我於是去動物基金會（Fund for Animals）的洛杉磯分會當義工，這是個全國性的動物權組織，他們正致力於一個不太受矚目、但我認為有可能是動物研究重點的議題。
過去，生活對動物最大的挑戰，還只是在讓人類朋友餵食，現在卻得面對人類殘忍的對待。這就是所謂的「收容所佔有（pound seizure）」陋規。（編按：「pound seizure」一定天數後，收容所的動物仍然無人認領的話，就歸收容所，依法醫學中心可以申請這些動物去作實驗〉
Security will be tight next week when thousands of veterinarians, technicians and others responsible for the use of animals in medical research converge on downtown Seattle. The American Association for Laboratory Animal Science organizers are afraid of violent protests from activists who are fed up with the indifference the members of this industry has continually shown towards their test subjects.
The president of the American Association for Laboratory Animal Science, Cynthia Pekow, was given a large amount of space in the “Seattle Times” Opinion section last Sunday, and in her commentary, she characterized animal activists as “terrorists.” Not everyone who stands up for the proper treatment of animals is a terrorist. Many of us are trying to save humans as well from life threatening dangers brought on by the scientific arrogance of so many researchers who use animals as medical subjects.
While media attention has focused on the destructive acts of a few very frustrated activists who have resorted to violence, destroying laboratories and releasing animals, the vast majority of protests come from peaceful, compassionate people who are working hard to end a cycle of terror that takes place in laboratories around the world, sanctioned by our culture and largely funded by our own government.
While I do not condone the violent acts of a few frustrated activists, I can totally understand their disillusionment with the system. If you had ever looked into the eyes of a tortured, suffering animal as I and so many others have, you would understand too.
My own journey of discovery about this troubling issue began in 1982 while I was working for NASA at the Jet Propulsion Laboratory in Southern California. I was helping plan the Voyager space exploration mission when I became troubled by NASA’s plans to conduct what I considered very brutal experiments on monkeys on the space station. Something didn’t feel right about it and, being a scientist, I decided the way to find out was to get really deep into the issue.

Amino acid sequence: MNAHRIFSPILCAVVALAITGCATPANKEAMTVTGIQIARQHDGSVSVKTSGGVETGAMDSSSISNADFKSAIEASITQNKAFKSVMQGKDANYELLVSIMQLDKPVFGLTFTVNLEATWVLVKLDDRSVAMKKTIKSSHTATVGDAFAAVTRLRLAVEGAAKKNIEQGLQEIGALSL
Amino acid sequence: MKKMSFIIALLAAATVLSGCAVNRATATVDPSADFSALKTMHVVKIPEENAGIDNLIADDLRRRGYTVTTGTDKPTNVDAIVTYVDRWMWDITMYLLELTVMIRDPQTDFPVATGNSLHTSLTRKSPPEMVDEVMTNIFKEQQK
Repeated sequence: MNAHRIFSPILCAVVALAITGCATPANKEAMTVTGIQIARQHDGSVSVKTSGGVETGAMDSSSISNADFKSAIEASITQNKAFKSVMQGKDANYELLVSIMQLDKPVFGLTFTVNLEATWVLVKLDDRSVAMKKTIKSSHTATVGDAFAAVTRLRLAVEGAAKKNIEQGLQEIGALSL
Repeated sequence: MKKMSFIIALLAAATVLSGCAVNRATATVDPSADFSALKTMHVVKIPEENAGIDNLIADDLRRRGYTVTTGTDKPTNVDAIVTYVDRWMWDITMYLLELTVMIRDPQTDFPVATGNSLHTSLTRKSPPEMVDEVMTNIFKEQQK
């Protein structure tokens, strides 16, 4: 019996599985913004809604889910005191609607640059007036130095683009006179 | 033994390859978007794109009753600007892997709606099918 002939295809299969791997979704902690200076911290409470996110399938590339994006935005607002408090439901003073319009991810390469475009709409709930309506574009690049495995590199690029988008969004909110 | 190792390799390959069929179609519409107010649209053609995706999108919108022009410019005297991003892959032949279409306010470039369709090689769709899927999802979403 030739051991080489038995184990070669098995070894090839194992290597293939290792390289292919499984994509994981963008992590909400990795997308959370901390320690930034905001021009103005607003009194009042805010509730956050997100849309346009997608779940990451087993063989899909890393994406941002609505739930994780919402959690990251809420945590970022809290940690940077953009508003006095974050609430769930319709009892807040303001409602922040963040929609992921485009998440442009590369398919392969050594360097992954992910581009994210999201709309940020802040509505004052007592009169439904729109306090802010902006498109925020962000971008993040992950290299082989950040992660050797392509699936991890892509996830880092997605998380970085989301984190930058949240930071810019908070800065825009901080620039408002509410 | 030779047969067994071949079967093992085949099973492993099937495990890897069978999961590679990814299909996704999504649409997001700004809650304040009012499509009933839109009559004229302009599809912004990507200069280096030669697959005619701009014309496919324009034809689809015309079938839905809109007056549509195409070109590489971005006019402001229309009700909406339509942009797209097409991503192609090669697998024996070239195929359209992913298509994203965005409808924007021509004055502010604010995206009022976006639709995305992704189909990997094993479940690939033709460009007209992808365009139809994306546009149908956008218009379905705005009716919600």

I choose to volunteer for the Los Angeles chapter of the Fund for Animals, a nationwide animal rights organization. They were working on an issue that wasn’t getting much attention, but that I thought might be at the heart of the animal research debate.
It seems that many animal shelters around the country allow medical research facilities to drive a truck up to the back door, pay from $5 to $10 per animal, and load up as many dogs and cats as they can carry. These animals, most of whom had known only human companionship and comfort until getting lost, were headed toward a terrifying life as research test subjects. Buffy and Spot and Rover were now headed toward a wholly horrifying existence, destined to be cut open without anesthesia, injected with an overdose of a drug to see what the effect would be, or used to test new medical equipment.
Animals whose greatest challenge in life just a few hours before was to get their human companions to feed them more treats were now headed toward a life of human induced pain and suffering. This practice had become to be known as“pound seizure.”
The Fund for Animals was attempting to influence the local city and county governments, as a test for introducing a federal bill to ban the practice nationwide, to end the practice in Los Angeles. Since I had some experience working with the media, I volunteered to lead the Press and Media Committee. One of my first duties was to create a five minute video to be distributed to the local and national media outlets showing some of the horrors that these former pet animals experience during medical experiments. We had obtained tens of hours of video footage, much of it taken by an activist who had gotten a job at a large medical research facility and took the pictures after hours.
To put together five minutes of video meant we had to select the most appropriate scenes of what goes on in the basements of so many famous research hospitals. They couldn’t be too horrifying or the networks would not broadcast the video. But such images could easily be taken out of context, so we hired a doctor to be on our staff and did some research into the assumptions that the public has about animal experimentation.
We had to watch the films over and over again. Our lives were forever changed. (to be continued)